Working in Public: The Making and Maintenance of Open Source Software - Nadia Eghbal


Reading notes on some of the chapters. Book on Amazon: link


Chi Zhang


February 18, 2024

Github as a platform

On contribution

Nearly half of all contributors only contributed once; which accounted for less than 2% of total commits.

The pattern that one or a few developers do most of the work, followed by many casual contributors and even more passive users is the norm, not exception in open source.

On casual contributors: they primarily see themselves as users of the project, rather than a part of a contributor community.

Challenge for maintainers: not how to get more contributors, but how to manage high volume of frequent, low-touch interactions (directing air traffic)

Github’s open source developers have more in common with solo creators on Twitter, Instagram, YouTube or Twitch.

Comparing early internet and social platform nowadays: the early online communities have mailing lists, online forums, membership groups, operated like villages that have their own culture, history and norms. Nowadays creators have much bigger potential audience but the relationship is one-sided, and can be overwhelming.

On free software and hacker

“Free” means you are able to do what you want with the software, rather than the cost. Libre rather than gratis. At least at the beginning.

Bravado, showmanship, mischievousness, deep mistrust of authority. This culture in the 1980s and 90s was closely linked to the early open source software.

“Bazaar”: highly participatory, versus “Cathedral”: restricted to a smaller group

Today’s developer hardly even notice “open source” as a concept anymore, they just want to write and publish their code. They prioritize convenience over freedom or openness.

On licensing

The widespread use of permissive licensing is popularized by GH.

Copyleft licensing (e.g. GNU General Public License GPL) is not commercial friendly as it requires companies to license their software that depend on open source GPL software to have the same license. However GPL gives developers more control over how others use their code in the long run.

As with any other online content today, sharing is the default.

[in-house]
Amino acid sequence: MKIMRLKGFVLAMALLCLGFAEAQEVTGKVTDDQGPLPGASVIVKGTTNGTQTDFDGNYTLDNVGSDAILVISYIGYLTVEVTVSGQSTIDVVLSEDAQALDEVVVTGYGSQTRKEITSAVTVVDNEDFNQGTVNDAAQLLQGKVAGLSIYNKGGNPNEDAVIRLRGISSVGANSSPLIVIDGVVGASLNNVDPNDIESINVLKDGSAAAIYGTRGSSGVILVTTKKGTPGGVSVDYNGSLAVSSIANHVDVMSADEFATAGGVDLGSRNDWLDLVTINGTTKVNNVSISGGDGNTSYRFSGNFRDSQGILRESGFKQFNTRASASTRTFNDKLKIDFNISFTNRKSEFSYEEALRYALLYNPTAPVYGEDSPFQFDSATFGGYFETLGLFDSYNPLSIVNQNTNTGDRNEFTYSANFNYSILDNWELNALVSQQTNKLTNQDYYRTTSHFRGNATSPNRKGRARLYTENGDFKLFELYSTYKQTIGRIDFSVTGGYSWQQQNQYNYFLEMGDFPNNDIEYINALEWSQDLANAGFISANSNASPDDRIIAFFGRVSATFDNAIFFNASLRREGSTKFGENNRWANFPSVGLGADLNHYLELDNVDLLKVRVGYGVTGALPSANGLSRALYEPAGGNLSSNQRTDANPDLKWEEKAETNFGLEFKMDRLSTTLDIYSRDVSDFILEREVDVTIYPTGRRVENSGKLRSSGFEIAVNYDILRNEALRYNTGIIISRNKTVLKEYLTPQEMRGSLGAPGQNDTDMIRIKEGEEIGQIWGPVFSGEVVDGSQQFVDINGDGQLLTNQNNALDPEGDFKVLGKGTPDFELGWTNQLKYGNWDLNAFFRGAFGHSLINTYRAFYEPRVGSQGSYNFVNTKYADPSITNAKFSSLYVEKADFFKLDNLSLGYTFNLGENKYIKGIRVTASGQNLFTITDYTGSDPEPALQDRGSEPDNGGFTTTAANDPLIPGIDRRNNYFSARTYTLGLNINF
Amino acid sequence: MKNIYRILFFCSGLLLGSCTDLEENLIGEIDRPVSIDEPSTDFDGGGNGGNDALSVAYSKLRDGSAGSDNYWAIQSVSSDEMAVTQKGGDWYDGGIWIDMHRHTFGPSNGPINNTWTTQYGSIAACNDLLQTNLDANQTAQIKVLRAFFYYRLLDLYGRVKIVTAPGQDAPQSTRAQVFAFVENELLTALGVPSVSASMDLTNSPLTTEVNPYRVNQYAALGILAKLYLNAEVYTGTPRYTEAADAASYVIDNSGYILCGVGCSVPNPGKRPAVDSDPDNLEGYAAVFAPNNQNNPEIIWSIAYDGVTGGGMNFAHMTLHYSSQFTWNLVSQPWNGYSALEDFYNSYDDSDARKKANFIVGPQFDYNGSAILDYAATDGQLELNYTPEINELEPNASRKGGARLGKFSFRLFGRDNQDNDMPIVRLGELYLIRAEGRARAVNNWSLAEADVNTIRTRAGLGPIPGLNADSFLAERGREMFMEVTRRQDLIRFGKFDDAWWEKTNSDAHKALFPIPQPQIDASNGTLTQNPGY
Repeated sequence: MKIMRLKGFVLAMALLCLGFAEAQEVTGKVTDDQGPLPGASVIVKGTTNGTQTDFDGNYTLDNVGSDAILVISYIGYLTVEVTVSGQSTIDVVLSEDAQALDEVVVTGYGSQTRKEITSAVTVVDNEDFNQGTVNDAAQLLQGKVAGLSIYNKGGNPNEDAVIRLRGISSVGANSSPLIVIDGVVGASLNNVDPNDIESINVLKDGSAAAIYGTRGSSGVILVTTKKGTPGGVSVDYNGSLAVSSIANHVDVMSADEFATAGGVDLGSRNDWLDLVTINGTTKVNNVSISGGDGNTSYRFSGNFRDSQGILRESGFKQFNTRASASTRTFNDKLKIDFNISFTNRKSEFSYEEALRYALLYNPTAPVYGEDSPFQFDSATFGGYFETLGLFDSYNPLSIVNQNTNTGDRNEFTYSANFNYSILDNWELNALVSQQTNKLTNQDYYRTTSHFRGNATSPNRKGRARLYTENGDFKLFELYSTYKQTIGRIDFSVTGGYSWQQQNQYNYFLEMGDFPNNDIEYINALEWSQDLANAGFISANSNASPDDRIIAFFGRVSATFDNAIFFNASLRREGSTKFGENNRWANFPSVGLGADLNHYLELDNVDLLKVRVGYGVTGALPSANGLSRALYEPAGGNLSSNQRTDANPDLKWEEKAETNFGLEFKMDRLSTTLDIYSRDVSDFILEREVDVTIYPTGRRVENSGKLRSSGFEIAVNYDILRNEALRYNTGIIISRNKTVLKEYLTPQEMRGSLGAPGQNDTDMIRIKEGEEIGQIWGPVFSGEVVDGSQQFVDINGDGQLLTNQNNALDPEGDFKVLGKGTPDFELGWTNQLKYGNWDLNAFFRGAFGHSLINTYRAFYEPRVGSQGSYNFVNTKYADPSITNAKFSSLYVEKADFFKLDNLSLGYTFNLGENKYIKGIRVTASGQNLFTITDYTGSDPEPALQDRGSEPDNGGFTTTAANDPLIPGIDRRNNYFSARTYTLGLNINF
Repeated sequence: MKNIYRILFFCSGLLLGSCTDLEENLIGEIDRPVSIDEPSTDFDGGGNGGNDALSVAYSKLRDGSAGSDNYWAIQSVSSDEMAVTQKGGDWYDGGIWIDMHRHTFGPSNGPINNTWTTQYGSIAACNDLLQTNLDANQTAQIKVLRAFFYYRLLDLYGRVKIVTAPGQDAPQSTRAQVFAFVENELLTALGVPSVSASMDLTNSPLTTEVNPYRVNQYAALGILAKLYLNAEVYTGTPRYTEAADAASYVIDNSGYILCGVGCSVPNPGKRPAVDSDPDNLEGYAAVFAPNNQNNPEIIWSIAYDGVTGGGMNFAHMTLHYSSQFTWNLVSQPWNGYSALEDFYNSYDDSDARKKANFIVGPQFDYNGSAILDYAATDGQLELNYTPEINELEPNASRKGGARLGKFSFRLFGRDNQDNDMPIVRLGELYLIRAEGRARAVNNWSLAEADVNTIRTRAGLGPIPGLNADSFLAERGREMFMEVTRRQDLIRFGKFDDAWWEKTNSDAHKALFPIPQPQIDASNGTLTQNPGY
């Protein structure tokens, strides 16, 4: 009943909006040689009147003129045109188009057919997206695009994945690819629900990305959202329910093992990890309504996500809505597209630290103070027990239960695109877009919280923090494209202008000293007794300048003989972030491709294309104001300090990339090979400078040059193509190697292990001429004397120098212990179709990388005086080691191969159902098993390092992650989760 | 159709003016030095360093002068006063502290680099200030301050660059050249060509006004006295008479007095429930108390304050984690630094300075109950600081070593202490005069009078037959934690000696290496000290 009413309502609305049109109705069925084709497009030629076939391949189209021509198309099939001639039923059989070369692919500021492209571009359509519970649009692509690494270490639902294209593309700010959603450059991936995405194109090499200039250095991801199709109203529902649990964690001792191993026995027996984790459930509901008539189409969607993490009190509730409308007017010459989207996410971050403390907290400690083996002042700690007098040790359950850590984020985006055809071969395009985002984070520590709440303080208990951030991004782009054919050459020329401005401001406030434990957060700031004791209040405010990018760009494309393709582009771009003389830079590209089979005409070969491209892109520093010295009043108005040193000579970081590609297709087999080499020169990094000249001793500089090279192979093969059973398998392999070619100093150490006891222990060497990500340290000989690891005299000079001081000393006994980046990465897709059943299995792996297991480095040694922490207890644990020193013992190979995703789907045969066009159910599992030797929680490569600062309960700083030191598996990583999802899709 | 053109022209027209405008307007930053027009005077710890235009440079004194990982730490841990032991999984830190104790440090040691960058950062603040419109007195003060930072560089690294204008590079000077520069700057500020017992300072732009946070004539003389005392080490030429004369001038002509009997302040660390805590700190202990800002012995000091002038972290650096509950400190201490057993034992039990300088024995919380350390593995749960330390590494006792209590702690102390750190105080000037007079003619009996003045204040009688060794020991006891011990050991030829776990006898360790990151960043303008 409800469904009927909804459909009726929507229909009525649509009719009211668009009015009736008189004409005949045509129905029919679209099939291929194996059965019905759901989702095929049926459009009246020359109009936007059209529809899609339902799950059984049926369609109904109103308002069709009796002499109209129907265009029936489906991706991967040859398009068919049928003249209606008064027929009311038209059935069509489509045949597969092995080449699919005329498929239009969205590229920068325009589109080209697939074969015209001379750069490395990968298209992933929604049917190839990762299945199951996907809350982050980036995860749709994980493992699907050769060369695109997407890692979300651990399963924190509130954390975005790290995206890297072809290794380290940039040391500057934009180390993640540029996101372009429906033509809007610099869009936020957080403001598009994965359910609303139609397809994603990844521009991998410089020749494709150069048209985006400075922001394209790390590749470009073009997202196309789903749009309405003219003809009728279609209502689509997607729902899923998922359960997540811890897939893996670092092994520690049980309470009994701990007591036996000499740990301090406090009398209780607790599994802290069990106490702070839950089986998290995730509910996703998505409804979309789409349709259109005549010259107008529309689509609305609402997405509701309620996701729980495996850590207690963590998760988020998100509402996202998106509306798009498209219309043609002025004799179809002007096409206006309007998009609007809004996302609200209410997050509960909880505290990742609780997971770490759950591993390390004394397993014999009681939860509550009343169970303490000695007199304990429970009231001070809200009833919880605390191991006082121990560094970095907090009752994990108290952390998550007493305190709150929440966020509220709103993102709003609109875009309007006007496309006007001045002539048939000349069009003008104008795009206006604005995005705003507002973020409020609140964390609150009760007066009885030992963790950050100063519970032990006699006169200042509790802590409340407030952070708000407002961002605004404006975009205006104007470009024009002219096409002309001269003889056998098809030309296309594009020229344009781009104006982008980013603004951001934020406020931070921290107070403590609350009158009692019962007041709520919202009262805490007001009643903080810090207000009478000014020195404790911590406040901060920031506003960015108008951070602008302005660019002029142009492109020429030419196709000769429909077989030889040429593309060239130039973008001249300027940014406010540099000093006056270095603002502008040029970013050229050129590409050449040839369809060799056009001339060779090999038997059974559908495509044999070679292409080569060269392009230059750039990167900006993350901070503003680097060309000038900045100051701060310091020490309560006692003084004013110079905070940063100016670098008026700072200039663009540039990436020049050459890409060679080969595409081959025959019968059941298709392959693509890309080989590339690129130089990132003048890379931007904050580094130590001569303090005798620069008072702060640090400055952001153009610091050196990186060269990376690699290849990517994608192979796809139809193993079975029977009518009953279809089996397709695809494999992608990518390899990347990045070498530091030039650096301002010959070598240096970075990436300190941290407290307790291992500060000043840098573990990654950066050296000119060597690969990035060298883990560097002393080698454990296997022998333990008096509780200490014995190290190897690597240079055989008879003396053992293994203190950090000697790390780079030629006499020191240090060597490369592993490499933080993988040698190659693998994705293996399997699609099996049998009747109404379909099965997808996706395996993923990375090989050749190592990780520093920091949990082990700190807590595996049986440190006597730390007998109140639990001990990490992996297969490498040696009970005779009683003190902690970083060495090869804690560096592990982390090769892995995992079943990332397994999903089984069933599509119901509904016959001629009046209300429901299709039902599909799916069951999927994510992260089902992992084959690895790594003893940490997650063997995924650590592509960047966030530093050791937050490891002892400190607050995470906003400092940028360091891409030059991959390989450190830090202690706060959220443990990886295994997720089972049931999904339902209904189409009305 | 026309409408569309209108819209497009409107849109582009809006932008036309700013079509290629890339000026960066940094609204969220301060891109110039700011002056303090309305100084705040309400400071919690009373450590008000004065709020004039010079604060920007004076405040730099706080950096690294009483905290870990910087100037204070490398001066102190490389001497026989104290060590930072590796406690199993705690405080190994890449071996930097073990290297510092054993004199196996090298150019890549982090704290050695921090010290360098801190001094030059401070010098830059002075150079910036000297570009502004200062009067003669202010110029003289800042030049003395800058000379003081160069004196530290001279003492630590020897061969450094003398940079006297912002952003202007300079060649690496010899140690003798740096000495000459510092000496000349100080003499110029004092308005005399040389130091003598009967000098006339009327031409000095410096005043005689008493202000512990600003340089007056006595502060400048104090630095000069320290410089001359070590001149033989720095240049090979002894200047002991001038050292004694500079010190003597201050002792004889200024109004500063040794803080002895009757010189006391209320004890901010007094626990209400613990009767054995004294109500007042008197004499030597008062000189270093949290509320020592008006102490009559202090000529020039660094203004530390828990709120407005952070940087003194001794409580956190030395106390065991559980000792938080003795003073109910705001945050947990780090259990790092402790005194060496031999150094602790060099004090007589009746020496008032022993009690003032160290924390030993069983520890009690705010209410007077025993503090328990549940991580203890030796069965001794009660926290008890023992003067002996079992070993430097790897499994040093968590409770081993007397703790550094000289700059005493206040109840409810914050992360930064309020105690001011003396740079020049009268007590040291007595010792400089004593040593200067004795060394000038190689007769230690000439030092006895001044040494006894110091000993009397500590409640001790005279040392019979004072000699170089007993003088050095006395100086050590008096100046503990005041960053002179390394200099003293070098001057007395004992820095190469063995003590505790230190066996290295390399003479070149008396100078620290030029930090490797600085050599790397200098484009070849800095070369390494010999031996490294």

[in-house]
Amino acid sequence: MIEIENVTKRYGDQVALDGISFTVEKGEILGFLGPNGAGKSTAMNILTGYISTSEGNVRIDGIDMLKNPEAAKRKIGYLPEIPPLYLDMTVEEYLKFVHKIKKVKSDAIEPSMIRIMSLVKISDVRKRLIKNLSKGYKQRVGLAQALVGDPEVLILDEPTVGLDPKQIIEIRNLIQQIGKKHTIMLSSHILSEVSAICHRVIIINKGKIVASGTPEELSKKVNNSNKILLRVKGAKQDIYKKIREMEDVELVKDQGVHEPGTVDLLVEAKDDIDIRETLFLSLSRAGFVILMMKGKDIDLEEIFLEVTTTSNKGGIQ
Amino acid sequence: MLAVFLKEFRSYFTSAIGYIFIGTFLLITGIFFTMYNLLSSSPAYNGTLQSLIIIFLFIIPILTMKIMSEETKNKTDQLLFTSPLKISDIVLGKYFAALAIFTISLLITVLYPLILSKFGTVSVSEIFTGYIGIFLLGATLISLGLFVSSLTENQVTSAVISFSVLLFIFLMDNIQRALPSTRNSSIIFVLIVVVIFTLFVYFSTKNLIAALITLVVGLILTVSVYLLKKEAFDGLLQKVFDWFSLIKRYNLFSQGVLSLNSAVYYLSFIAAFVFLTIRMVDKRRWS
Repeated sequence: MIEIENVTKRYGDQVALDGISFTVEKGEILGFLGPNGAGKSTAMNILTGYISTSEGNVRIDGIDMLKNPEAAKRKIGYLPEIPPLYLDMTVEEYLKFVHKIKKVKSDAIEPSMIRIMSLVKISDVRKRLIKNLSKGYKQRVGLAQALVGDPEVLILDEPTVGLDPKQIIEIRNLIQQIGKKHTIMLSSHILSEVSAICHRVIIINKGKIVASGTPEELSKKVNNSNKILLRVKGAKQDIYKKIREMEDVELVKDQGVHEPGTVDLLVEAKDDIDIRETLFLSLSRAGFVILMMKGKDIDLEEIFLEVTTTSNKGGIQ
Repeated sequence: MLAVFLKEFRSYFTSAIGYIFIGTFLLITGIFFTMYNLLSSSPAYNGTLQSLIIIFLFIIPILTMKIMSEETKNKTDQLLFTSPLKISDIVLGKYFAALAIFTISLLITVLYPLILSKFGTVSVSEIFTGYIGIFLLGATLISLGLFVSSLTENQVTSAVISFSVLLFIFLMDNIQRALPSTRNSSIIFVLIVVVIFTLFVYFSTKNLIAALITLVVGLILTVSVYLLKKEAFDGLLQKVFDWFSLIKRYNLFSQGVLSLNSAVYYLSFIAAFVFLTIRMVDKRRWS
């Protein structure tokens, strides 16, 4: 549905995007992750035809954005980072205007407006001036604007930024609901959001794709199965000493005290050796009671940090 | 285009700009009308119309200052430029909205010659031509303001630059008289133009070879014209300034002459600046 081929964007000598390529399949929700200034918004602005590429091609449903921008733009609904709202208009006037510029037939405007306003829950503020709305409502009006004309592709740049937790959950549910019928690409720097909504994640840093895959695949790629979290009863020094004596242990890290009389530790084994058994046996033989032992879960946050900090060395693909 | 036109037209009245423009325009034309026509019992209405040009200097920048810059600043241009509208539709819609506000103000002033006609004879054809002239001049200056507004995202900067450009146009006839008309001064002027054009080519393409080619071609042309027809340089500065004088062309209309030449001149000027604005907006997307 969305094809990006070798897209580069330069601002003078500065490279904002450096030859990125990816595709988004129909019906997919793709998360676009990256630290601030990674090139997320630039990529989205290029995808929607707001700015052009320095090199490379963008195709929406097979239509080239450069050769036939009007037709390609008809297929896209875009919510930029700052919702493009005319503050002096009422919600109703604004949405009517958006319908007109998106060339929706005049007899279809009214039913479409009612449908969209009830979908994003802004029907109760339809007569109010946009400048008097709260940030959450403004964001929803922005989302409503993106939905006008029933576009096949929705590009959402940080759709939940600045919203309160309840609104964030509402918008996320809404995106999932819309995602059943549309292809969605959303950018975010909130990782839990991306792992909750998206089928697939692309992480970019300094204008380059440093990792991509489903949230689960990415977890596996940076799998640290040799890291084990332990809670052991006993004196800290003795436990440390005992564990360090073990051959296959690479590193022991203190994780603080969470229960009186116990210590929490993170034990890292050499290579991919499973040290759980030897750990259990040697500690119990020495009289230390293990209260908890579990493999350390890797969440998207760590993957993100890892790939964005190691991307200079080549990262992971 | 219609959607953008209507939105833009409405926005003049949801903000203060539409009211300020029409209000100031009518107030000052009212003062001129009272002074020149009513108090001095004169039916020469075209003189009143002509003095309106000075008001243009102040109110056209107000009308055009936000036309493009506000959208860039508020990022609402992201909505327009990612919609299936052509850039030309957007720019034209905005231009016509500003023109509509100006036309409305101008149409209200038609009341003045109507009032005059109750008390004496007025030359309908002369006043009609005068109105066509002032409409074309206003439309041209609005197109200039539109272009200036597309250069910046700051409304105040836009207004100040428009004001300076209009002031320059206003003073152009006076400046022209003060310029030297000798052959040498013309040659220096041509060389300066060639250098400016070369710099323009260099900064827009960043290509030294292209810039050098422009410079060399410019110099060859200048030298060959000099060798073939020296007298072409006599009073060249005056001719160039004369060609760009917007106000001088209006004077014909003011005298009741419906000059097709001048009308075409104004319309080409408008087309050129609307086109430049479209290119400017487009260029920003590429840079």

The structure of an open source software

On how projects evolve

Create -> Promote and distribute -> Grow

Projects are promoted like a founder would promote a startup: share on the relevant channels online, give talks at conference and meetups, encourage others to write and talk about it

A sign that the software is used widely: when the maintainer starts doing more non-code (triage issues, review pull requests) rather than code work.

Contributor and users

Depends on technical scope (whether there is much to do), support required (code and admin work), ease of participation (whether on Github) and user adoption (potential contributor base).

Four types of projects

  • high user growth, high contributor growth: federations. Rare, impactful, the ‘ideal’ of open source project. Roughly 3% of open source projects. Examples: Rust, Node.js, Linux
  • high user growth, low contributor growth: stadiums: powered by one or a few developers. Centralized.
  • low user growth, high contributor growth: club. Similar to meetup or hobby groups, do not have a wide reach but are loved and built by enthusiasts.
  • low user growth, low contributor growth: toys. Personal project, isn’t trying to grow its user base. Projects on Github with less than 10 stars. Authors do not expect to receive contributions nor do they care about whether people are watching.

Decentralized communities (clubs and federations) have the potential for high user growth - recruit new contributors, reduce contribution friction.

Centralized communities (stadium) depends on the creators to manage user demand - automation, elimination of noise

Roles, incentives and relationships

Firms or communities

Firms (companies, organizations): centralized resources; from a coordination standpoint, managing resources would be more efficient within the same organization - which does not explain why open source developers make software together without formal contracts and financial compensation.

The commons and peer production

Tragedy of the commons: resources depleted by people acting in their own self-interest rather than in the collective interest.

(One of the 8 design principles by Ostrom on) successful commons:

Those who are affecteed by the rules can participate in modifying them.

Strong sense of group identity maks rules, dispute resolution more meaningful.

Coordination cost is lower when self-organized based on who wants to do the work most, anyone can do the advertised work and volunteer.

In contrast, in companies - solicit, evaluate, hire, manage employees; only employees can do the work limited by their job functions.

People collaborating online for no obvious reason beyond personal satisfaction (intrinsic motivation)

Modular and granular tasks: how tasks are organized, and how big each task is.

Low coordination costs: quality control over thee modules, integrate the contributions into the finished product

Contribution beyond code

Some users do not consider them a contributor, but do actually contribute by education, spreading the word, support (forum), bug reports and more.

These active users are similar to contributors but operate independently from project’s contributor community.